5. The traffic is really, really, truly awful. It's no joke.

I've been pretty lucky with number five. I've always had jobs where I'm going against traffic, so I never have more than a half hour commute. Somone threw a wrench into this glory the past three nights... a 12 mile drive, which as mentioned in the sentence before this one, normally takes 30 minutes has taken me over an hour the past three nights. And for no reason. There are no accidents. There's no construction. It seems as though the population of Los Angeles has literally doubled overnight.

What do I do to combat traffic related stress? I take pictures. While I'm driving. To share with you.

This is on the 101 freeway, where I usually average 55-60mph on the way home.



Still a good four exits from where I need to be...

This is my exit! Yay!


This is my exit ramp. Boo.


I sat on the exit ramp for a little under 10 minutes, so I had time to take these:



The pictures are not perfect on account of it being nighttime, which really makes the flash sort of useless (I hate the flash anyway), and I'm actually inching along in my car during a lot of them. But you get the idea.


Tuesday, March 14, 2006

Here's where I remember why I used to love television.

When Survivor first premiered, I didn't understand the premise. I was on the phone with Rachel and she said, "Yeah, it's this show where they leave people on this island and see who survives." In my mind, that meant that, literally, if you made it off the island alive, you won. That was CRAZY to me, and I refused to watch it. I finally tuned in about the sixth episode of the first season, realized it wasn't life or death, and became addicted. (I'm happy to report I've recovered from my Survivor addiction and no longer watch the show.)

My point is, I should have taken that idea and run with it. Island. Survival of the fittest. Death. What does this all add up to?

L O S T.

Gina and I have been meaning to watch this show since she moved here six months ago. We've been meaning to get it on DVD, watch the whole first season, and then catch up on the second season. We kept forgetting about it, until Gina found out Michelle Rodriguez is a cast member. Then it became priority.

Here is a timeline of our weekend:


5:30am - I wake up for a shoot in Newport Beach.

4:30pm - Text from Gina: "Do you know Michelle Rodriguez is on Lost?"

4:35pm - Text to Gina: "No I didn't... do you want to rent that tonight?"

4:35pm - Text from Gina: "YES PLEASE."

7:30pm - Phone call to Larchmont Blockbuster: "Do you have the 1st season of Lost on DVD? All but the last disc? Great."

7:45pm - We check out discs one and two, each with four episodes. Total: $10.00

8:00pm-12:00am - We watch the first five episodes. We're hooked.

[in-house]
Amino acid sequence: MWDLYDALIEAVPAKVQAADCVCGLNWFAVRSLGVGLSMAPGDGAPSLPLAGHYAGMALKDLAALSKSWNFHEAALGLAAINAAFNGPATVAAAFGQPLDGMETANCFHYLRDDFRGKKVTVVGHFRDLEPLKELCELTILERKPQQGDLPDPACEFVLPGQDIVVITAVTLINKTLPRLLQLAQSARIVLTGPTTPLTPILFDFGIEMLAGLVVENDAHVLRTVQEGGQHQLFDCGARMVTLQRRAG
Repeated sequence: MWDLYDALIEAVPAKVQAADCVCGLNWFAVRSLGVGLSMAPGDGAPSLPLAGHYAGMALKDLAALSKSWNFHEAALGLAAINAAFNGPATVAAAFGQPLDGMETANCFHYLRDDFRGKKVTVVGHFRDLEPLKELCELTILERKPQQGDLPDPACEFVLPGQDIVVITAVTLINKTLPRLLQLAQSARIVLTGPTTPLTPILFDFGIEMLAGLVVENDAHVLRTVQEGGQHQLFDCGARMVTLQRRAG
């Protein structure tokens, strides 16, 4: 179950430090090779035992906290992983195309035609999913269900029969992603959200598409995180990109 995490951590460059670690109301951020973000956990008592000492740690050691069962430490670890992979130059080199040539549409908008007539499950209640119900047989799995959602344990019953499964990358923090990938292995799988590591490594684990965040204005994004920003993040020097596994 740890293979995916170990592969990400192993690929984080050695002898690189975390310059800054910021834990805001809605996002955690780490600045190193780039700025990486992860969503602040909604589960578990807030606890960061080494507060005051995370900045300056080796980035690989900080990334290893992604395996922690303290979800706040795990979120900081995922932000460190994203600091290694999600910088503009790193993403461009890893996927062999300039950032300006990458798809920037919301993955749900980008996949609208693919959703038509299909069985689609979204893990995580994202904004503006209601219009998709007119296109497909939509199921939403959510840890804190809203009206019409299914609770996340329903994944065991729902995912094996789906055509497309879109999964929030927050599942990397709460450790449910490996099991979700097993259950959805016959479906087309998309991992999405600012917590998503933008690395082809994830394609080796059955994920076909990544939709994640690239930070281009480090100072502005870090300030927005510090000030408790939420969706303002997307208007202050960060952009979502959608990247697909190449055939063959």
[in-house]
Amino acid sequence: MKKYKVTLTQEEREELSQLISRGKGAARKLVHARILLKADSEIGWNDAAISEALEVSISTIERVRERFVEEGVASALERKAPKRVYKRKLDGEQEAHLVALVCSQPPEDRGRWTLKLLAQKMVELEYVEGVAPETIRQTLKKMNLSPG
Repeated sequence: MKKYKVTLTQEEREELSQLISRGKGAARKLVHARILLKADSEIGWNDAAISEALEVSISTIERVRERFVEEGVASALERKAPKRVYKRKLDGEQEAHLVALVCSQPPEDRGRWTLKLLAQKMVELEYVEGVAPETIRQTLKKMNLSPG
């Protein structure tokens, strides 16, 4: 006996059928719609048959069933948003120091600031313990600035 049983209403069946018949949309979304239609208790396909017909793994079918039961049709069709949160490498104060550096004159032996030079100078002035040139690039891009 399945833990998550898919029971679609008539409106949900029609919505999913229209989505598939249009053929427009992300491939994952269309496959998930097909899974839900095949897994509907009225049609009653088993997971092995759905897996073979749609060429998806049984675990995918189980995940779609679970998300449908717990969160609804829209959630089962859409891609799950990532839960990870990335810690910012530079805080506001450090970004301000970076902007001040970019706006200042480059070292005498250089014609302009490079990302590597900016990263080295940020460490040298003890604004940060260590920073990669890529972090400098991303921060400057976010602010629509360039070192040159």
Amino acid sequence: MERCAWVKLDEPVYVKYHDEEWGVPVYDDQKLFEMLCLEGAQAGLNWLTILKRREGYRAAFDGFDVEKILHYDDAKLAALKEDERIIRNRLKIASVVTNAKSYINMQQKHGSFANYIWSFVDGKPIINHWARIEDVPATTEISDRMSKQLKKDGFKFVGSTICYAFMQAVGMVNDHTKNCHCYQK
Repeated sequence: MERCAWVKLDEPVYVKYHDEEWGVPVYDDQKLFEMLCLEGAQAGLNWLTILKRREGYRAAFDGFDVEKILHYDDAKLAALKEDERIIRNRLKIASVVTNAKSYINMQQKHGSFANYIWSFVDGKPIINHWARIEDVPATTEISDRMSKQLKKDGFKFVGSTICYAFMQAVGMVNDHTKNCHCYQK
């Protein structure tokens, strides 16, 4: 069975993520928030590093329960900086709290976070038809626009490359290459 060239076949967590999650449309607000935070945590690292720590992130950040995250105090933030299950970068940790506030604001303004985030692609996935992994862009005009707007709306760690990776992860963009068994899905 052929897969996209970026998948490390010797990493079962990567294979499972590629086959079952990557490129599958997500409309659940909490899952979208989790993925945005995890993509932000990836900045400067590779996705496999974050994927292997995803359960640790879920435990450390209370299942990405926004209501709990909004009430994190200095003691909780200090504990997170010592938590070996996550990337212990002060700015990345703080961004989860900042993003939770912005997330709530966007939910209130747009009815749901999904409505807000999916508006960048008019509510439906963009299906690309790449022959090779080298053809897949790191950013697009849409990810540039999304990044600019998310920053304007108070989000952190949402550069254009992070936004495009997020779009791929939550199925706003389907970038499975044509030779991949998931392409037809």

12:00am - I go to bed, after being up since 5:30.


12:00am-3:30am - Gina finishes the second three episodes and comes to bed.

9:15am - I wake up. I start watching to catch up with Gina.

12:00pm - We return to Larchmont Blockbuster and rent dics three, four, and five. (Six was checked out) $15.00

12:30pm - 9:15pm - We watch nine episodes. They're about 42 minutes a piece. I leave to go out.


1:00am - I come home, Gina's still watching. She won't turn it off, I don't want to see anything I've missed, so I leave, take a nap in my car, and come back upstairs about 1:45. She's finished all of the discs.

2:00am - We go to bed.

9:30am - 2:00pm - We run errands: farmer's market, grocery shopping, and a quest to find the last disc at a Blockbuster. No one has it. I call Rachel. She's burned it, we can borrow it. We pick it up at 2.

2:00pm - 6:45pm - We go home, I catch up and watch the remaining episodes.

6:45pm - We put Rachel's disc six in. It doesn't work.

6:50pm - I hook up a different DVD player, hoping that'll work. It doesn't.

7:15pm - We buy the first season of Lost on DVD at Target for $51.99 + tax, which brings our grand total of money spent on this show to nearly $80.00.

7:45pm - 12:00am - We watch the remaning four episodes, the last of which is an hour and a half long.


12:00am - 1:00am - We watch the L Word, which was a really dramatic episode but seemed like sitcom after Lost.

11:30am - I find out I can download ALL OF THE SECOND SEASON (so far) from iTunes. I download the premiere, but hold off on the other ones because Rachel promises she can hook me up.

7:00pm - Gina comes home sick. I give her Advil, a massage, and tell her she should sleep.

9:00pm - Gina's still not awake, and I can't wait any longer. I watch the season premiere on my laptop.

Gina ended up sleeping straight through until morning, and finally, the 26 hours of creepy TV caught up with me and I had a horrible nightmare. And still, all I can do is think about when Rachel will have the rest of season 2 to give me on DVD. I'm hoping for Thursday.

Monday, March 13, 2006

Upon further inspection...

Remember how my service light came on? I went to a mechanic across the street from where I work and left my car there for the day so good old Ralph could check her out. I went to pick her up at the end of the day and he gave me the following estimate:

ELECTRONIC IGNITION (MINOR) - Tune - (Includes: Check compression. Clean or replace spark plugs an air cleaner. Inspect and/or replace distributor cap and rotor. Inspect ignition cables. Adjust ignition timing and idle speed.)
Total: $119.00

(Additional time) - Where cruise control interferes.
Add: $25.50

(Combination) FUEL FILTER - Remove and replace.
Total: $17.00

SPARK PLUG WIRE SET - Remove and replace - Includes: Test wires.
Total: $59.50

Total parts: $148.07